Despite being a negative study, the results from the KRISTINE trial raise some important considerations for improving the management of patients with HER2-positive early breast cancer, in terms of further increasing our understanding on the value of obtaining a pCR, the biology of HER2-positive tumors according to hormone receptor status and how to optimize T-DM1 use in the early setting.

The rate of pCR is the primary endpoint in most of the neoadjuvant trials since many years based on the several available studies suggesting that pCR correlates with patients’ outcomes. As show in the CTNeoBC pooled analysis, achievement of a pCR is associated with better EFS (HR 0.48; 95% CI: 0.43–0.54) and OS (HR 0.36; 95% CI: 0.31–0.42) than in the case of residual disease at surgery (13). Considering the prognostic value of pCR according to breast cancer subtype, the strongest association with long-term outcomes was observed in patients with the aggressive forms of breast cancer including the HER2-positive population, mainly in the presence of hormone receptor-negative status (13).

A growing amount of evidence suggests that the presence or absence of hormone receptors distinguish two different subtypes of HER2-positive breast cancer characterized by a distinct natural history (14). Many neoadjuvant trials including the KRISTINE study have shown major differences in the rates of pCR according to hormone receptor status with higher chances for patients with hormone receptor-negative/HER2-positive breast cancer (15). This important issue may highlight the need to develop different and ad hoc therapeutic strategies for patients with these different tumor subtypes. Although most of the trials in the early setting of HER2-positive disease are still being conducted including all breast cancer patients irrespective of hormone receptor status, the West German Study Group has recently tried to provide precise answers on this regard with the ADAPT trial (16). In this study, patients with hormone-receptor positive/HER2-positive early breast cancer were randomized to receive neoadjuvant T-DM1 (with or without endocrine therapy) or trastuzumab plus endocrine therapy. Neoadjuvant anti-HER2 targeted therapy was administered for 4 cycles every 3 weeks. The rate of pCR was 41.0% in the T-DM1 arm, 41.5% in the T-DM1 plus endocrine therapy arm, and 15.1% in the trastuzumab plus endocrine therapy (P<0.001) (16). In the KRISTINE study, pCR was achieved by around 35% of patients with hormone receptor-positive/HER2-positive disease treated with T-DM1+P (11). These results support the hypothesis of de-escalating treatment with “chemotherapy-free” strategies in selected patients. However, appropriate patient selection is essential and needs to be further investigated in the future.

The most important data so far with the use of T-DM1 in HER2-positive early breast cancer comes from the post-neoadjuvant setting in patients not achieving a pCR after neoadjuvant chemotherapy plus trastuzumab with or without pertuzumab. The KATHERINE study has recently led to the approval of T-DM1 as adjuvant treatment in these patients (17). In the trial, patients with residual disease after standard neoadjuvant taxane-based chemotherapy (with or without anthracyclines) plus trastuzumab (with or without pertuzumab) were randomized to T-DM1 or standard trastuzumab to complete 1 year of anti-HER2 therapy. A total of 72.3% of the 1486 patients enrolled had hormone receptor positive-disease; an anthracycline-containing neoadjuvant chemotherapy regimen was given to the majority of the patients (76.9%) and 18% of them received dual anti-HER2 blockade with trastuzumab and pertuzumab. IDFS was significantly improved among patients who received T-DM1 compared to trastuzumab (HR 0.50; 95% CI: 0.39–0.64, P<0.001). The benefit of adjuvant T-DM1 was demonstrated in both patients with hormone receptor-positive and hormone receptor-negative disease (17). Therefore, T-DM1 should now be considered the standard adjuvant anti-HER2 treatment in patients not achieving a pCR after neoadjuvant chemotherapy plus anti-HER2 therapy.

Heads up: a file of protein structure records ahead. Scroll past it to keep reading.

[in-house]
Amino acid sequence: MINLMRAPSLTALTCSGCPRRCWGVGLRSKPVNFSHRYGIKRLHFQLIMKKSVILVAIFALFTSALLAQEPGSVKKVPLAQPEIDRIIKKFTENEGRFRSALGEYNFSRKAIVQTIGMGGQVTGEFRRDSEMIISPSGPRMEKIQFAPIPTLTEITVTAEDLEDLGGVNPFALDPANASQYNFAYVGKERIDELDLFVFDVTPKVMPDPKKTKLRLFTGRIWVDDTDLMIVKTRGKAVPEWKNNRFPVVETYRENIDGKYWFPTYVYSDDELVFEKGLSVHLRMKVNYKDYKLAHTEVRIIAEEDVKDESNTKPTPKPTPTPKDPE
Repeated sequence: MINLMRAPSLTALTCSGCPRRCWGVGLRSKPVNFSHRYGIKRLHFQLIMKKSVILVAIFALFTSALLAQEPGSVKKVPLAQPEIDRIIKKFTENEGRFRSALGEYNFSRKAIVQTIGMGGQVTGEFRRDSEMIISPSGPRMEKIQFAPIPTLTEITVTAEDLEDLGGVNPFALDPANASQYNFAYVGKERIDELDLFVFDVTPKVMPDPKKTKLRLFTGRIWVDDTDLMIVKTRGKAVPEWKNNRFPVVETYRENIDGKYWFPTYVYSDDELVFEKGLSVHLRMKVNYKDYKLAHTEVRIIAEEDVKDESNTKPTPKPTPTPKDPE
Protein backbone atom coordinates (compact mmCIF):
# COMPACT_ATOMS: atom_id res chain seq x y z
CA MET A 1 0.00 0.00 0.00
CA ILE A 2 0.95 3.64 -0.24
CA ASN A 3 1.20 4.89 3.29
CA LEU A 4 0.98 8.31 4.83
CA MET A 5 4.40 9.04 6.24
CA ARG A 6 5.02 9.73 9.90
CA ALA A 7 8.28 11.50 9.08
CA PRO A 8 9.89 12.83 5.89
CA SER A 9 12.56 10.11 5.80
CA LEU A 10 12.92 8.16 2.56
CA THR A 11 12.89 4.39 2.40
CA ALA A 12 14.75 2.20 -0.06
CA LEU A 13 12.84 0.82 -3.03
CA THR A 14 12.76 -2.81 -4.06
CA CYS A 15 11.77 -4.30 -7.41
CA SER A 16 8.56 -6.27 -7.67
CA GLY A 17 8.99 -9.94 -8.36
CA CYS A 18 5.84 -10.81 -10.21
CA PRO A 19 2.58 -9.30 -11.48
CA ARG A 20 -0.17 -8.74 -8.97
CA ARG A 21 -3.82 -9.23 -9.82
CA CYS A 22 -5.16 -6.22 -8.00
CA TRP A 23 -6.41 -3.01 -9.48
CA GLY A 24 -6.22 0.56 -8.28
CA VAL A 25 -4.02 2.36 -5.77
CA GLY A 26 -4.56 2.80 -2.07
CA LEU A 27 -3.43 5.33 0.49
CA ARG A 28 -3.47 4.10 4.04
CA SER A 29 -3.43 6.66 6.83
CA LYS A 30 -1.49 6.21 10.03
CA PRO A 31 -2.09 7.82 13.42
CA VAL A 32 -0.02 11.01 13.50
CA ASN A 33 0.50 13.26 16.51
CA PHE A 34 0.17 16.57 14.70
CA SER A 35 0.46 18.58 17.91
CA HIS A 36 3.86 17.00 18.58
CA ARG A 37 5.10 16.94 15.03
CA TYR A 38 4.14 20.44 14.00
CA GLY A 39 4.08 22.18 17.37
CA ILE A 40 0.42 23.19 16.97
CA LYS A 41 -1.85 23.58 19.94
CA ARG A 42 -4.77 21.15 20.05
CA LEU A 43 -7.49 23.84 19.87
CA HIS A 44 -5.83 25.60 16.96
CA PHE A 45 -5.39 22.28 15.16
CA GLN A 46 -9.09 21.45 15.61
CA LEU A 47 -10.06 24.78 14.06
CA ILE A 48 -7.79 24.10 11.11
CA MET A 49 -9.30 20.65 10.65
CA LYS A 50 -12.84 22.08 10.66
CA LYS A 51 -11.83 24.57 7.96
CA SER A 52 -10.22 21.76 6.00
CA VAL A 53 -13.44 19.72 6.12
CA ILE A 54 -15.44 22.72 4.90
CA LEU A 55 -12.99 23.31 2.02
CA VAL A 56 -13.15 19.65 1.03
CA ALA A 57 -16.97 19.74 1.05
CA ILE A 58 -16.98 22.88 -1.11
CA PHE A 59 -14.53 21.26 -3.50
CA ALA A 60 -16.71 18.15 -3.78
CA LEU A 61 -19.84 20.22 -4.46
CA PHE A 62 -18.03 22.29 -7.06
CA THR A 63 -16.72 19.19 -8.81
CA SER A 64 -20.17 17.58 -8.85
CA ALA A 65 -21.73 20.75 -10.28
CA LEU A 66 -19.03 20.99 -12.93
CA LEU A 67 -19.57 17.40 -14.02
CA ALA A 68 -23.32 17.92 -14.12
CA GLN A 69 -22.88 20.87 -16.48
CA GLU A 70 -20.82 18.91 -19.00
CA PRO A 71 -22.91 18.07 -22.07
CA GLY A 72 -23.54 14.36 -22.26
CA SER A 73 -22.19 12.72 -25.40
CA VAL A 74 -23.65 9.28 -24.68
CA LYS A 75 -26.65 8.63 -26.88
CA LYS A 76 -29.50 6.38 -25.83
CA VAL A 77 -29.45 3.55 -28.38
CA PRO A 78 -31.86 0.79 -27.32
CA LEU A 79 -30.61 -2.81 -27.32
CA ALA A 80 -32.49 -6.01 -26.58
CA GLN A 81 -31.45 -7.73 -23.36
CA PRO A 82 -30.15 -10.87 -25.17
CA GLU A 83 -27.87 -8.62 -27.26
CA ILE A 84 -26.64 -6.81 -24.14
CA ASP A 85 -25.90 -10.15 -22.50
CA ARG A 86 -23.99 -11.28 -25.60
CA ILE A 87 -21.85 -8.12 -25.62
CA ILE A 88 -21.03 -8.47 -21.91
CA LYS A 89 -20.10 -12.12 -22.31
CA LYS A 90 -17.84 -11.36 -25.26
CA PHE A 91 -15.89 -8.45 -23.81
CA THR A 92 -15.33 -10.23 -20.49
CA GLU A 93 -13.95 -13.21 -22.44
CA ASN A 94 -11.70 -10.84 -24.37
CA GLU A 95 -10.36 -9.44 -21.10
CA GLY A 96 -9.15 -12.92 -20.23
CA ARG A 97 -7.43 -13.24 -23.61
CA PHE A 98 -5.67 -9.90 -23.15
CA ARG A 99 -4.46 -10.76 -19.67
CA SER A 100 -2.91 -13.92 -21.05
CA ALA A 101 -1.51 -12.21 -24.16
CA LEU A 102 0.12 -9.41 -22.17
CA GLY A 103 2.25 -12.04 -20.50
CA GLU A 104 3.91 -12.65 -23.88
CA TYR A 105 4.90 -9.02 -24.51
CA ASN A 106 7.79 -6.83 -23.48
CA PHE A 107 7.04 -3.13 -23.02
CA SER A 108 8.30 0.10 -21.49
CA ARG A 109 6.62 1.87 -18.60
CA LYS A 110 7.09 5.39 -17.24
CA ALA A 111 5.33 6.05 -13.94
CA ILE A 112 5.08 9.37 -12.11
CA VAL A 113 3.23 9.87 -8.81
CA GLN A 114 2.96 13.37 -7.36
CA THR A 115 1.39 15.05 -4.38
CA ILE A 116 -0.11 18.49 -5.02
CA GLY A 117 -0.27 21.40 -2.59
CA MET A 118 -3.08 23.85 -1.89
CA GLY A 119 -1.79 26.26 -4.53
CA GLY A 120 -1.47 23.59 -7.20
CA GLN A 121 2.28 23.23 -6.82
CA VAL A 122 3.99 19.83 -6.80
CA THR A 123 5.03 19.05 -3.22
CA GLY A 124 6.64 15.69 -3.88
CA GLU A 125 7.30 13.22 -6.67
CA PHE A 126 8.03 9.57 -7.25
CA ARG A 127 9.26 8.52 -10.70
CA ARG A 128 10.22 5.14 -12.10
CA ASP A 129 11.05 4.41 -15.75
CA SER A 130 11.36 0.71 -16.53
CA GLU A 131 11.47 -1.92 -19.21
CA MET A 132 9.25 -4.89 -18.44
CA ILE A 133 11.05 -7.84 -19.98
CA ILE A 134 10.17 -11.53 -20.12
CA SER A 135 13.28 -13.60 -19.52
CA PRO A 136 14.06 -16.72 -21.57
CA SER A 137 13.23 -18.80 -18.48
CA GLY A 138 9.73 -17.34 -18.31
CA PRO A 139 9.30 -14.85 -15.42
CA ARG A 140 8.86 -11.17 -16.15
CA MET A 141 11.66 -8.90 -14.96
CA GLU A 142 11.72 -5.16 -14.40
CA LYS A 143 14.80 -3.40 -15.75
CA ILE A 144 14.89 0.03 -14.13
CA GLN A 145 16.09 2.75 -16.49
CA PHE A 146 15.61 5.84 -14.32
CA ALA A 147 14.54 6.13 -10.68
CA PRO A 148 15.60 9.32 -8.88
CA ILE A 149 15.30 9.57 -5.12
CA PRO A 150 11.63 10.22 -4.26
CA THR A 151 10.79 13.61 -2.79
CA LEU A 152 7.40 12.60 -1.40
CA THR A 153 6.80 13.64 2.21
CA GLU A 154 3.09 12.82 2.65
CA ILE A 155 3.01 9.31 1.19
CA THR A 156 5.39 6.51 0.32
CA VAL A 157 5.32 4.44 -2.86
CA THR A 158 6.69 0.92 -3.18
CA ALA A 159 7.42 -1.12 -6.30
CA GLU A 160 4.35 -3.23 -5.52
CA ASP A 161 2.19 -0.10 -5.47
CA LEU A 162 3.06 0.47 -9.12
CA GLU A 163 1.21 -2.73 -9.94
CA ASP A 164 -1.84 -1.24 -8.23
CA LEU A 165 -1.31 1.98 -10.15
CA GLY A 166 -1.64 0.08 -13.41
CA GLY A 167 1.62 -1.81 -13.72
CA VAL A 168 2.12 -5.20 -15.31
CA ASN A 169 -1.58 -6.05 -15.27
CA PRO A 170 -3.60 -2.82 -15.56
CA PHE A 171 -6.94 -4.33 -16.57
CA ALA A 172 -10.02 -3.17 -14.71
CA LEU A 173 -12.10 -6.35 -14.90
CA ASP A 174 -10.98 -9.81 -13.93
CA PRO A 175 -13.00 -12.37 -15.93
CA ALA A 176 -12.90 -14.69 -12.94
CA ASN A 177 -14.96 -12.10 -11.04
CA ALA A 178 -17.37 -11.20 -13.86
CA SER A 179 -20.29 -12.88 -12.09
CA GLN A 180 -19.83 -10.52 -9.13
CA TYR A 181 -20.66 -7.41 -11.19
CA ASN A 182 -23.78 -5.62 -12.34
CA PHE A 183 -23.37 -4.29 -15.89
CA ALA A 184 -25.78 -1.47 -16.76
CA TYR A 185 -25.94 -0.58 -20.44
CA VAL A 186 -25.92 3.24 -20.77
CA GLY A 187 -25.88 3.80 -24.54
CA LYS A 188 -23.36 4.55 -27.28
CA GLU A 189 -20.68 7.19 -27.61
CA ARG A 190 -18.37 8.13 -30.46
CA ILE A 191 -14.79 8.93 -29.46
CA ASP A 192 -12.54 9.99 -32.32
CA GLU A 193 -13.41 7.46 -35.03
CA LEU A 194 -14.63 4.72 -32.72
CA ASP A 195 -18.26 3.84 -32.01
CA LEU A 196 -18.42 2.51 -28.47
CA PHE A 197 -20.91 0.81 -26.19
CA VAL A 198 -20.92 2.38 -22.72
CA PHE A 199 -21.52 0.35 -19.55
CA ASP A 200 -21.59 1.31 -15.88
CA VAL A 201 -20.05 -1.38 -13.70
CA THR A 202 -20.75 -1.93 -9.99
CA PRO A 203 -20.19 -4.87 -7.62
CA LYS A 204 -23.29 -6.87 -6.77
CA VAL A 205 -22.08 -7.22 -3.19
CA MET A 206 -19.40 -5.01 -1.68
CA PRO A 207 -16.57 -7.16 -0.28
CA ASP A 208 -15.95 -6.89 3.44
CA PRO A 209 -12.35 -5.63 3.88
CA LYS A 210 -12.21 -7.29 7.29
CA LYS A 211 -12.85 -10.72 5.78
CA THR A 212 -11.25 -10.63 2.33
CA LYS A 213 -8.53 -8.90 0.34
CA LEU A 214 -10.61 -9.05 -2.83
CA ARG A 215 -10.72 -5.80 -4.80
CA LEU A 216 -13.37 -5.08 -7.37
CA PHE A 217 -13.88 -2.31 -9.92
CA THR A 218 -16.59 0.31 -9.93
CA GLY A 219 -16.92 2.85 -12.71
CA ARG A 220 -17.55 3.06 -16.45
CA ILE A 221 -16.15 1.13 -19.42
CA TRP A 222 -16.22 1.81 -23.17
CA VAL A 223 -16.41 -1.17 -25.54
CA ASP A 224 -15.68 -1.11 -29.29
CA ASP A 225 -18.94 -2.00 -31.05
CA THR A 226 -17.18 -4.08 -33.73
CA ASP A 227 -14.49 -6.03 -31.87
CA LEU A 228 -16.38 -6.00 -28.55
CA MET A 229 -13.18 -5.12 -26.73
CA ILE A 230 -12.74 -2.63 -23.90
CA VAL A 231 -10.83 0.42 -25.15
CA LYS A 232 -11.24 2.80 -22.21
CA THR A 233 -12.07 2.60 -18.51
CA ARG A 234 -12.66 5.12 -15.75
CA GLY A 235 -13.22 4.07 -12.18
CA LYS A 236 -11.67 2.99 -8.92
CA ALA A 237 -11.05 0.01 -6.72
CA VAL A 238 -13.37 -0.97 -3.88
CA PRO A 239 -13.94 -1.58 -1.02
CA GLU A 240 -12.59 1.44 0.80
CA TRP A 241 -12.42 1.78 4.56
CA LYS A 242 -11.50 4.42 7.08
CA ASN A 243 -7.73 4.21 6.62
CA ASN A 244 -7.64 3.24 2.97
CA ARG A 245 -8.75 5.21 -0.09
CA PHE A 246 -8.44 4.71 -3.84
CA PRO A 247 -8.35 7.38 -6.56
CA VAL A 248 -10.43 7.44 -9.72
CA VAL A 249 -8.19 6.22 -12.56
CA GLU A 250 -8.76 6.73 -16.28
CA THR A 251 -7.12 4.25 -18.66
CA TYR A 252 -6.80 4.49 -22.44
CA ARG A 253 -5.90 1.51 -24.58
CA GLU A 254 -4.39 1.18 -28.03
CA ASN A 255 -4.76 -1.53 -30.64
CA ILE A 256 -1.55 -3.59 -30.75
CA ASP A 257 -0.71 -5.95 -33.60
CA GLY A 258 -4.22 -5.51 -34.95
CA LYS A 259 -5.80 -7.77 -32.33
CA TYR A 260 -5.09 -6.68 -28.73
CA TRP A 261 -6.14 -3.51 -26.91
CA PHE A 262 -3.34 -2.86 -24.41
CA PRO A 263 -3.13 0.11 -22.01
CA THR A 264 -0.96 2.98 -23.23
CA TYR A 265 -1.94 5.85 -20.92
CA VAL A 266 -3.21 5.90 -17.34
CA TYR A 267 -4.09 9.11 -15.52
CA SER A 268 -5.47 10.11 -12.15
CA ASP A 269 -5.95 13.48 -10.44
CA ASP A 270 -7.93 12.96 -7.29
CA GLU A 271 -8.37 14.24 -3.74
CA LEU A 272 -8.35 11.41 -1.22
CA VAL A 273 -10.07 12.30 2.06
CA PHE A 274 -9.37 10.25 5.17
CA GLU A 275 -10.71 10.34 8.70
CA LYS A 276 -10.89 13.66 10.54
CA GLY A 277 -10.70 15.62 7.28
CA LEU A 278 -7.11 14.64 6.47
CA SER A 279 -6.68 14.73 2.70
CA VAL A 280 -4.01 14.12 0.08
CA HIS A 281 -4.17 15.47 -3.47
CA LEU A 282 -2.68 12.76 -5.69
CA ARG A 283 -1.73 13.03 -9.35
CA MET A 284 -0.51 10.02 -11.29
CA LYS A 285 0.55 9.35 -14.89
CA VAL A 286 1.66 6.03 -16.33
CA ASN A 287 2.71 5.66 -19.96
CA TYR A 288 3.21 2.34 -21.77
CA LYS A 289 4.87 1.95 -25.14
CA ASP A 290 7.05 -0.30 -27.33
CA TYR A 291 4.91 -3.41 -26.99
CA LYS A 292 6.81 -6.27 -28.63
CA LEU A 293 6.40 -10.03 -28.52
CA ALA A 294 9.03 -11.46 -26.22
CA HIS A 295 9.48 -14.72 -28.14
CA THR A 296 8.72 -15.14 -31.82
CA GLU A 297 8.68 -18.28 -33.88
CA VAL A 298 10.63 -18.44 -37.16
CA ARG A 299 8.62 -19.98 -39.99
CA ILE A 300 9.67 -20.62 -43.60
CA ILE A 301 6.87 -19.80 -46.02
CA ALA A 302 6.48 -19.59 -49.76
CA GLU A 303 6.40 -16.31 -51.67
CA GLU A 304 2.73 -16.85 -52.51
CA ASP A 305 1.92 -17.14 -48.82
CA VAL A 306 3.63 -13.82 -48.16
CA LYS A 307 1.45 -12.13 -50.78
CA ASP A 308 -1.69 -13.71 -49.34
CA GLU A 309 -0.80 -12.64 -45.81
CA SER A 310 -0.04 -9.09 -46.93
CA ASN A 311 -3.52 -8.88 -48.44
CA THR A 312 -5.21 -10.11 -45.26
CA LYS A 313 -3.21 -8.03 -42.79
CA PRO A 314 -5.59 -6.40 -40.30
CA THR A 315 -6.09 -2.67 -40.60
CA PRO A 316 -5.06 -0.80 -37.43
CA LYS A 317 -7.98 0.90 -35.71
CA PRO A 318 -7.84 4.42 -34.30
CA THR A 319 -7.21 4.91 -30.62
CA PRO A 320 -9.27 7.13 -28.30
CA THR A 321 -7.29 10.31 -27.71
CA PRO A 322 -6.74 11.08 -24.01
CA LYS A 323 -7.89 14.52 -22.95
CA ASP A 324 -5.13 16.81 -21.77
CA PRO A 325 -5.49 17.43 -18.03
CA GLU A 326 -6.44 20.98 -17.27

The KATHERINE trial has completely changed the treatment algorithm for managing patients with HER2-positive early breast cancer by favoring even more the use of the neoadjuvant approach in most of these cases. The only exception is represented by patients with stage I disease (tumors ≤2 cm and node negative) for whom the APT trial has shown very good outcomes with a de-escalated approach including weekly paclitaxel and trastuzumab (18). At a median follow-up of 6.5 years, 7-year DFS was 93% (95% CI: 90.4–96.2) and 7-year OS was 95% (95% CI: 92.4–97.7). In patients with hormone receptor-positive tumors, the 7-year DFS was 94.6% (95% CI: 91.8–97.5) while among patients with hormone receptors-negative tumors, 7-year DFS was 90.7% (95% CI: 84.6–97.2) (18). A further step in de-escalating the treatment of these patients has been more recently investigated in the ATEMPT trial (19). Women with histologically confirmed HER2-positive breast tumors ≤2 cm without nodal involvement were randomized to receive T-DM1 for 17 cycles every 3 weeks or standard paclitaxel plus trastuzumab for 12 weeks (followed by trastuzumab to complete 1 year of treatment). A total of 43% of the patients enrolled were diagnosed with a tumor size smaller than 1 cm and the majority (75%) had a positive hormone receptor status. Overall, 3-year DFS was 97.7% (95% CI: 96.2–99.3%) in the T-DM1 arm with only 2 of the 383 patients enrolled experiencing a distant recurrence. Notably, 23.5% of the patients discontinued treatment, being toxicity the most important reason (17.0% of the patients) (19). Although these are promising results to move a “chemotherapy-free” regimen as the only adjuvant treatment in selected patients with low-risk HER2-positive breast cancer, longer follow-up is needed. Financial toxicity is another important issue to be considered before allowing widespread use of T-DM1 in this setting.